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Language Stumbling Blocks: Homonyms, Homographs, and Homophones

December 27, 2018

For non-native speakers, resolving ambiguity that occurs between "what was said" and "what was perceived" can be a linguistic challenge. Although most languages have homonymy at a variety of levels, a descriptive analysis of signals is always a helpful guideline for new English speakers. This provides the student with a better understanding of the most common sources of structural ambiguities as well as where these stumbling blocks are most likely to occur. Let's start by reviewing the definitions of three common language stumbling blocks below:

  • Homonyms - Each of two or more words have the same spelling and pronunciation but different meanings and origins. For example, "I won the pole for the race" but "the pole was too short for the flag".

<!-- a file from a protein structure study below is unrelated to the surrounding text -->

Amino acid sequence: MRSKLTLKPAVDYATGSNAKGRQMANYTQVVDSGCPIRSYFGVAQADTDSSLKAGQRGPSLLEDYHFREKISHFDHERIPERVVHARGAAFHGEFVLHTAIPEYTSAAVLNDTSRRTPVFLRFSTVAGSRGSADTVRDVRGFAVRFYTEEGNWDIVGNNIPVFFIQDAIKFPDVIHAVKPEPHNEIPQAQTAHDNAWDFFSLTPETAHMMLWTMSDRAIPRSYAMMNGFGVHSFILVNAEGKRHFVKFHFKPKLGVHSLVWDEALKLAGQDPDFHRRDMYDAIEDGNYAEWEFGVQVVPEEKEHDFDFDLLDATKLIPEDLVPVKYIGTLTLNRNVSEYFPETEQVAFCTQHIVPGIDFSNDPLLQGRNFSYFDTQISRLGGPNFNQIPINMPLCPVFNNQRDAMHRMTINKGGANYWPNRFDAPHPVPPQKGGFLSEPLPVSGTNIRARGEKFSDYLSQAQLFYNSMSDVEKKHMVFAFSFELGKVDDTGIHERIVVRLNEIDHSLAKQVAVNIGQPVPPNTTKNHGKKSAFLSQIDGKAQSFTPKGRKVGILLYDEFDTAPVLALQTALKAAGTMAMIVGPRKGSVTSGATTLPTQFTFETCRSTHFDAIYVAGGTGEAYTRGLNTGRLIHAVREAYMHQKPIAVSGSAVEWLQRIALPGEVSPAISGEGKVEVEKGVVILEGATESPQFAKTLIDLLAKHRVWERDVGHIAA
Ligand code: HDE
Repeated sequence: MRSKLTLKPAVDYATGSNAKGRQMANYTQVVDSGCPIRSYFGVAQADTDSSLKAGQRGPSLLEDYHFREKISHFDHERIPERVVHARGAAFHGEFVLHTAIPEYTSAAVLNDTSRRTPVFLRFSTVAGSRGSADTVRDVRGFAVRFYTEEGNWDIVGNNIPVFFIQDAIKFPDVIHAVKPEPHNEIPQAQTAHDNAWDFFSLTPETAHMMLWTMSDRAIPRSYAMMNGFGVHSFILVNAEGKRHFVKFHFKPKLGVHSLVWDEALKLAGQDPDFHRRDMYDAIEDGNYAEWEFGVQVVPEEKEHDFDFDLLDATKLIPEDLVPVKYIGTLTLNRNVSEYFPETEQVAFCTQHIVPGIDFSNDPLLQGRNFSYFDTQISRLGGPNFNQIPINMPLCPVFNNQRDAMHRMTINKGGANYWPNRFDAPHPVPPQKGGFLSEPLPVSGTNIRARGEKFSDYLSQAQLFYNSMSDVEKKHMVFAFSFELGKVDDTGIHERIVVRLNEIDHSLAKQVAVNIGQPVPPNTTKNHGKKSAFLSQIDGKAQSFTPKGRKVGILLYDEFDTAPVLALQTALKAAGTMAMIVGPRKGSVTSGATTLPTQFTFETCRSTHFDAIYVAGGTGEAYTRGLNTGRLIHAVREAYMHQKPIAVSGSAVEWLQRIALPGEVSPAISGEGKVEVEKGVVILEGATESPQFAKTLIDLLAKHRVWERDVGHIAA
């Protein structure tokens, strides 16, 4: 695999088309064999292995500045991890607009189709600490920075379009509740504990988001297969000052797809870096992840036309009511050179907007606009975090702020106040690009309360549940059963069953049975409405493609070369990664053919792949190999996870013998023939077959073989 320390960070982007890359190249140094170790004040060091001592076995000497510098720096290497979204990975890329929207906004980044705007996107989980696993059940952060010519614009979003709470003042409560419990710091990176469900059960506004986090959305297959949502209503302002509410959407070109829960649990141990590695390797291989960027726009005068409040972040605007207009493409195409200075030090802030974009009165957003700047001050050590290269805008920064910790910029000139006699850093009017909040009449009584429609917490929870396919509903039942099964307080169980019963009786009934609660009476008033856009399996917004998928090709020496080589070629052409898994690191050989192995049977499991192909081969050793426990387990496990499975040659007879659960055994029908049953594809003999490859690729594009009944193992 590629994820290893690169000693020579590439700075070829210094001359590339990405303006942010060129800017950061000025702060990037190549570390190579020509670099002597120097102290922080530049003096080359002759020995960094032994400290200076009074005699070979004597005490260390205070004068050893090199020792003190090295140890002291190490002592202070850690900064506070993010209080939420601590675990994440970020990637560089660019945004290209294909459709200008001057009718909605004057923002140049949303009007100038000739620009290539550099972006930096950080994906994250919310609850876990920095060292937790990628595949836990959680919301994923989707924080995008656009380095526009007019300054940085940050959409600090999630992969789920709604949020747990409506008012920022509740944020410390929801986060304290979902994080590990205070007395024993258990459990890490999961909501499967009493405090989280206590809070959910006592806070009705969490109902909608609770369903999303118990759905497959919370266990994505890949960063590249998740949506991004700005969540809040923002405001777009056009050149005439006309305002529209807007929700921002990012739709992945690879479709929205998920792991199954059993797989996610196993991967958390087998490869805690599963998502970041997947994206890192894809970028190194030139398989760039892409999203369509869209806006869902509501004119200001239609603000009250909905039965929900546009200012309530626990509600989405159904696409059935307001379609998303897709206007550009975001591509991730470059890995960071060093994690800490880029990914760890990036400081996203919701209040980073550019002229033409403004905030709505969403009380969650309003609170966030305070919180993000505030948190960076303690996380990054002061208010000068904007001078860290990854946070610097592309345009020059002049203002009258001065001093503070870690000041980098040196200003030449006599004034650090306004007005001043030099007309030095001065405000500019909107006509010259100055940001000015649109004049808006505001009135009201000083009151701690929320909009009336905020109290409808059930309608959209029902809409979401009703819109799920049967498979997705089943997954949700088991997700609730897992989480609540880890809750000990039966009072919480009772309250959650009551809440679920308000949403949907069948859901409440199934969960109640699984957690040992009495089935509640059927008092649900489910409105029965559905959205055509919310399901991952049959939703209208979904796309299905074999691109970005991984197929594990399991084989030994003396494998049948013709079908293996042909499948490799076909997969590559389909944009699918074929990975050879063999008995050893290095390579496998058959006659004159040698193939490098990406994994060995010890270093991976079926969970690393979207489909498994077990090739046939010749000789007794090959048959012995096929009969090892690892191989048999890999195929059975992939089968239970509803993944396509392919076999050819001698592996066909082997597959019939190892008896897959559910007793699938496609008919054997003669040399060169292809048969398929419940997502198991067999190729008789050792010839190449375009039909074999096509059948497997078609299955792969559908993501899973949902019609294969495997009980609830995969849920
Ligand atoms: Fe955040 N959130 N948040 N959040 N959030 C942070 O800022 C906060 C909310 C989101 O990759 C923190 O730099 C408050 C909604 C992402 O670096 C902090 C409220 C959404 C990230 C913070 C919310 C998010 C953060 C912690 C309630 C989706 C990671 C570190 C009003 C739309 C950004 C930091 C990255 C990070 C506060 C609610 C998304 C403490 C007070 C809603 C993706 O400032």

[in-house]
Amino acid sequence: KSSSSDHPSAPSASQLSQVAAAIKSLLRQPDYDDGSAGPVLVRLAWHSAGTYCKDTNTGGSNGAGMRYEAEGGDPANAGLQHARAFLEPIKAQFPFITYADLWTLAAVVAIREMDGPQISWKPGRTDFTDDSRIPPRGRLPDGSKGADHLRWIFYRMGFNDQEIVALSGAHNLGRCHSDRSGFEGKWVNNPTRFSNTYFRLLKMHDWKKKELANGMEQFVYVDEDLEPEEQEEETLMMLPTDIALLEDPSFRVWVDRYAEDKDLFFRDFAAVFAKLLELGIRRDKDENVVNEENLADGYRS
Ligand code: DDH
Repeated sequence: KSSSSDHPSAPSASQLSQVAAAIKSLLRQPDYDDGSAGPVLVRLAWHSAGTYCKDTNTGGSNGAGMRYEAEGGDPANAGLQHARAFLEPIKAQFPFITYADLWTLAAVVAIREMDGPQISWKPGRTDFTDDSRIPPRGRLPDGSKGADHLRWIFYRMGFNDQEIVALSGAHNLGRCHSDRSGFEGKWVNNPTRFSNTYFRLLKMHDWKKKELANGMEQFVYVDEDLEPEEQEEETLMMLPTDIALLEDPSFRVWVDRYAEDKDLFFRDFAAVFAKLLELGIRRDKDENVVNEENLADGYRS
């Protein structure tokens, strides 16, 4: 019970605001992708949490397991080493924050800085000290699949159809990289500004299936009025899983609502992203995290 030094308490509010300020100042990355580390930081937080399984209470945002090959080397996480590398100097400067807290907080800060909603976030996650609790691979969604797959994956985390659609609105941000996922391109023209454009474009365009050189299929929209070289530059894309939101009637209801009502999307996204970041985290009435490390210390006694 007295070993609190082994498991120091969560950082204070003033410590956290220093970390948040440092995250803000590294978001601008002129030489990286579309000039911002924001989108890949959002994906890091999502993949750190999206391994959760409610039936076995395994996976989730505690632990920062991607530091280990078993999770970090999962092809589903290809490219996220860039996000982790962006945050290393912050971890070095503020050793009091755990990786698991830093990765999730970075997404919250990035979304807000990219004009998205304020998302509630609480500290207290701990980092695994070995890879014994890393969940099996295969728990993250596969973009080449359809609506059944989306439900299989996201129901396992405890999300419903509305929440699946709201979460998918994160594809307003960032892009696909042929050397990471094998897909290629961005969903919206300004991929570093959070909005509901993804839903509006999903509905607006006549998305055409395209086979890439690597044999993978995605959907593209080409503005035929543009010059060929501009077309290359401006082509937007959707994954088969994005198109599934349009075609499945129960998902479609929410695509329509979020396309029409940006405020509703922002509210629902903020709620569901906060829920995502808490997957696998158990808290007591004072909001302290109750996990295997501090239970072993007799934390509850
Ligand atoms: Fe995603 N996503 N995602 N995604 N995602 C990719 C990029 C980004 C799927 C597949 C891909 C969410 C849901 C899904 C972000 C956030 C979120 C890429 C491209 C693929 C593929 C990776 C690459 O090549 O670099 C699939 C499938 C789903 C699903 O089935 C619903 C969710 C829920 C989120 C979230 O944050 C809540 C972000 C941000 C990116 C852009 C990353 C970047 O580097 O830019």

• Homophones - Each of two or more words have the same pronunciation but different meanings, origins, or spelling. For example, "I bought a new car" but "I knew my car would break down soon".
  • Homographs - Each of two or more words spelled the same but not necessarily pronounced the same and have different meanings and origins. For example: "I bow to the Queen" but "I use a bow to hunt small game".

When observing a linguistic situation involving homonymy, it is obvious that ambiguity must be resolved by some additional element (linguistic or situational) or a differing intonation. Although homonymy is not a linguistic feature that is peculiar to the English language, American speakers have certainly embraced accentual differences and the use of irregular verbs in confusing sentence structures. In the Roger's Reference: Dictionary of Homonyms and Homophones, the author claims to have documented 6,139 English language homonyms. It should be noted that perceptions of linguistic similarity are somewhat subjective and differ from one source to the next. 

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